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Your actions have consequences

Exploring the Consequences in Art

Rejecting labels

“I do not like labels” is said very often. I have said many times concerning my art or even my person. It even has consequences, as unconscious as they may be. Sometimes consequences go unnoticed; sometimes, they are blaring reminders of bad behavior or our primal lusts. For the intent of this article, I will focus on the conscious, preconscious, and unconscious consequences of several examples of my paintings and art.

Automatism and the Action of Consequence in Creative Expression

Some call it Automatism, which has recently become known as the action of consequence when referring to my own art. First, let us look at the difference between the two outcomes when anyone endeavors to create art, albeit painting, music, acting, directing, etc. The famous art critic Dave Hickey described the two outcomes impeccably in his essay about the Late Paintings of Francis Pacabia. He wrote that Picabia thrived, or dwelt, “Passionately in the realm of consequences rather than intentions.”

The Shift from Intention to Consequence in Artistic Creation

Most art we see these days is the result of intentions. The question cannot be asked, “what are the intentions of our action” without inferring just that; the purpose. The question concerning these paintings of mine is, “what are the consequences of my actions?” So, whether I had a good day, a bad day, or just a mediocre day will impact the direction and outcome of each painting I do. When I begin a painting, I have no intention or idea of what it will look like when I am done. There is no sketch. They are, simply put, “consequences of my actions”.

Discipline and Effort in Perfecting One’s Craft

Just like a weight lifter, a person practicing yoga, or a student learning to become a doctor, the amount of effort they put into studying or discipline matters. The weight lifter does the exercises precisely and regularly, and the consequences of those actions result in a better-sculpted body or muscles. The person training to be a Yoga instructor must practice and perform hours of stretching and discipline to get the results, or consequences, of months or even years of training. The pre-med student has to undertake years of education, ending in even more years of hands-on training to become a doctor. The consequences of those actions may save someone’s life one day. In all three scenarios, the effects of the actions toward the discipline result in a perfected craft or art.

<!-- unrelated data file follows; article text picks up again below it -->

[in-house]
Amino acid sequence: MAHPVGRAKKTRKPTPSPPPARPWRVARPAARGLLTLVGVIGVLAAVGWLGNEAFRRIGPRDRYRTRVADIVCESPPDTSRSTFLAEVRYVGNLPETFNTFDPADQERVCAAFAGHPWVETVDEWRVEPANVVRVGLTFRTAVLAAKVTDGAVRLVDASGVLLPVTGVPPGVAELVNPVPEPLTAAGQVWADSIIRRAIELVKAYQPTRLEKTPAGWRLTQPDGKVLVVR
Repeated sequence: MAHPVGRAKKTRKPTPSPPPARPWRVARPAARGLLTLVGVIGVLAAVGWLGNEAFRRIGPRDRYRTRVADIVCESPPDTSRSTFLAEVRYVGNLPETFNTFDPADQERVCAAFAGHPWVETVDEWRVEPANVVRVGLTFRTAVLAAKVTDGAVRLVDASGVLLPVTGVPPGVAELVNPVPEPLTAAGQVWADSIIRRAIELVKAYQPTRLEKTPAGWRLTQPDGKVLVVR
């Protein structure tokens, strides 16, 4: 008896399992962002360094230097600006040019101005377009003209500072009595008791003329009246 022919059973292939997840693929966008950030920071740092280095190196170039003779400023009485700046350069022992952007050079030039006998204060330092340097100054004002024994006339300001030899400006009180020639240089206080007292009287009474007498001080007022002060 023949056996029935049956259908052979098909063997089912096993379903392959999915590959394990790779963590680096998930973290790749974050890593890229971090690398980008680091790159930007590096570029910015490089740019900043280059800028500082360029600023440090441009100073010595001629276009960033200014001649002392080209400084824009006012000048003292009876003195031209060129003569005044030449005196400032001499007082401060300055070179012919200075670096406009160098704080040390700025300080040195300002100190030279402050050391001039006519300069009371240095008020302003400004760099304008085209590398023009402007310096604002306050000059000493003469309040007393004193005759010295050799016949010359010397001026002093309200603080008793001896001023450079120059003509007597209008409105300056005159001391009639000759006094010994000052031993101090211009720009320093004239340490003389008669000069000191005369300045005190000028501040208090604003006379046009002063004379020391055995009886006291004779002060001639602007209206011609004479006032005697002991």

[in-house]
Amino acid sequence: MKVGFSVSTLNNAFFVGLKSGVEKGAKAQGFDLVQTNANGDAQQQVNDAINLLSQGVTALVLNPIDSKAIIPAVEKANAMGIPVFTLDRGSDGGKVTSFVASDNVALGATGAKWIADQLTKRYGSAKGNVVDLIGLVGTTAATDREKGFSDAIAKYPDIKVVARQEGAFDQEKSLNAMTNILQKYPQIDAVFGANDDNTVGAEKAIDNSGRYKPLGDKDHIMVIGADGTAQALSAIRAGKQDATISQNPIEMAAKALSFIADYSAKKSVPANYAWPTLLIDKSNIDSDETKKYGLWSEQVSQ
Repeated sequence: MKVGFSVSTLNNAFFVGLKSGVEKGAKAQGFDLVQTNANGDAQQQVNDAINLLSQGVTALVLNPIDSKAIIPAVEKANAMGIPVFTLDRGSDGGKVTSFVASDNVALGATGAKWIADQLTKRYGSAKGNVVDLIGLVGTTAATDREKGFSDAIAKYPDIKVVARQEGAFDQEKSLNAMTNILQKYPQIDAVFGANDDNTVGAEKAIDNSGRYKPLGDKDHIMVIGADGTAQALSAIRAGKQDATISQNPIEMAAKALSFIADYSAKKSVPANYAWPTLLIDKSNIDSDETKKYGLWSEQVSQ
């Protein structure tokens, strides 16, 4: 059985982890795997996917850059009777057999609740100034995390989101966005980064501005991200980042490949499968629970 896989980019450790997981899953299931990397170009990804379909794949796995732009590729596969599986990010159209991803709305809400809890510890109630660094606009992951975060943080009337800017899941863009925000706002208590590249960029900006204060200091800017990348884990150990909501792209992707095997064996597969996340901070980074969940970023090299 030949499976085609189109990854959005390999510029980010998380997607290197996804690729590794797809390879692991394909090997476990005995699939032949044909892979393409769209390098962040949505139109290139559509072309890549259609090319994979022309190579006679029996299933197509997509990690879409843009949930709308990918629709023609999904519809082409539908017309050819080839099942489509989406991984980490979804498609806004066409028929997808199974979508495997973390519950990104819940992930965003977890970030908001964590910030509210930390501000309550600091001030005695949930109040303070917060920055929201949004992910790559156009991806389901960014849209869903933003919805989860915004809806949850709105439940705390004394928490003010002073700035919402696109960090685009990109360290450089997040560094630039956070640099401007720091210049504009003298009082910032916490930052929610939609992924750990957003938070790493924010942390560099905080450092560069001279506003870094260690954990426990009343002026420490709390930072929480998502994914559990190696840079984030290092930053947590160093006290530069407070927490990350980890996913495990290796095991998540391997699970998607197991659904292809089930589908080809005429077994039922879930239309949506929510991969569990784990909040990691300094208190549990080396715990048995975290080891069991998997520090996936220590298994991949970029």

Deliberate and Random Consequences of Actions

So, let’s point out: There is a difference between two types of consequences of actions. There are deliberate actions intended to create results, as described in the last paragraph. The student studies (action) and becomes a doctor (consequence). Then there are the unknown everyday consequences of random interaction with the world. An example of this would be you were held up 5 minutes later at word than you intended (the action), and on your way home, you missed being in a deadly car wreck by five minutes (the consequence). The latter example we are not concerned with.

The Interplay of Conscious, Preconscious, and Unconscious Choices in Art

When one looks at my paintings, one sees the direct result of 30 years of painting, practicing, and disciplining myself to create something new and passionate. That is the action. The action is the effort I put into making the art, the tubes of paint I select, the colors I choose, and the brushstrokes I start a painting off with. All these factors and more contribute to each piece of art I create. People often ask me what my paintings mean. I respond that they are just the consequences of actions on that particular day. Those consequences directly relate to my hands and mind’s conscious, preconscious, and unconscious direction.

My conscious mind will choose a color. My preconscious mind will create an image representing my encounter with a lady that day. My unconscious mind is using paint that was made 70 years ago.